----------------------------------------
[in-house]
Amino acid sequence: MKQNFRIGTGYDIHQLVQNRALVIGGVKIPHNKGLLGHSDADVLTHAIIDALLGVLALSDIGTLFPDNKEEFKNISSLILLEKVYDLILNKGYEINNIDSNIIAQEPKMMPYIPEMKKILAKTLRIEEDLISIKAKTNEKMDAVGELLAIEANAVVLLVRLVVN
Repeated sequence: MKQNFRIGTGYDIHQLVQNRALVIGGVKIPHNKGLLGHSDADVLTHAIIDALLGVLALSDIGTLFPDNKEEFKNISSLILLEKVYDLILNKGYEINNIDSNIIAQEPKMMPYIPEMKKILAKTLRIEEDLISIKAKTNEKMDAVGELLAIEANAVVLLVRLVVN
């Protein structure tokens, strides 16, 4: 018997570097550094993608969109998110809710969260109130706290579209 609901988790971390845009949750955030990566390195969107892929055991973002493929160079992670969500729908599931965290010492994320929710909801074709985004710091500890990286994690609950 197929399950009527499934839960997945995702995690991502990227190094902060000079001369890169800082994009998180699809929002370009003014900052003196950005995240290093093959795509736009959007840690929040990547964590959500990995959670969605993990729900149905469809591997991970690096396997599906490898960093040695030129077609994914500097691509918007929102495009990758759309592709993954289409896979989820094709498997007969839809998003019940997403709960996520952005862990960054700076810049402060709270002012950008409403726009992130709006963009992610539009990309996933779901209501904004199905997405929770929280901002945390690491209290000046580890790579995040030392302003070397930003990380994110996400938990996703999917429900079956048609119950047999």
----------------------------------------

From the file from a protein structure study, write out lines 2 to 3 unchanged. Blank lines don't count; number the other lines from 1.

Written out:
Amino acid sequence: MKQNFRIGTGYDIHQLVQNRALVIGGVKIPHNKGLLGHSDADVLTHAIIDALLGVLALSDIGTLFPDNKEEFKNISSLILLEKVYDLILNKGYEINNIDSNIIAQEPKMMPYIPEMKKILAKTLRIEEDLISIKAKTNEKMDAVGELLAIEANAVVLLVRLVVN
Repeated sequence: MKQNFRIGTGYDIHQLVQNRALVIGGVKIPHNKGLLGHSDADVLTHAIIDALLGVLALSDIGTLFPDNKEEFKNISSLILLEKVYDLILNKGYEINNIDSNIIAQEPKMMPYIPEMKKILAKTLRIEEDLISIKAKTNEKMDAVGELLAIEANAVVLLVRLVVN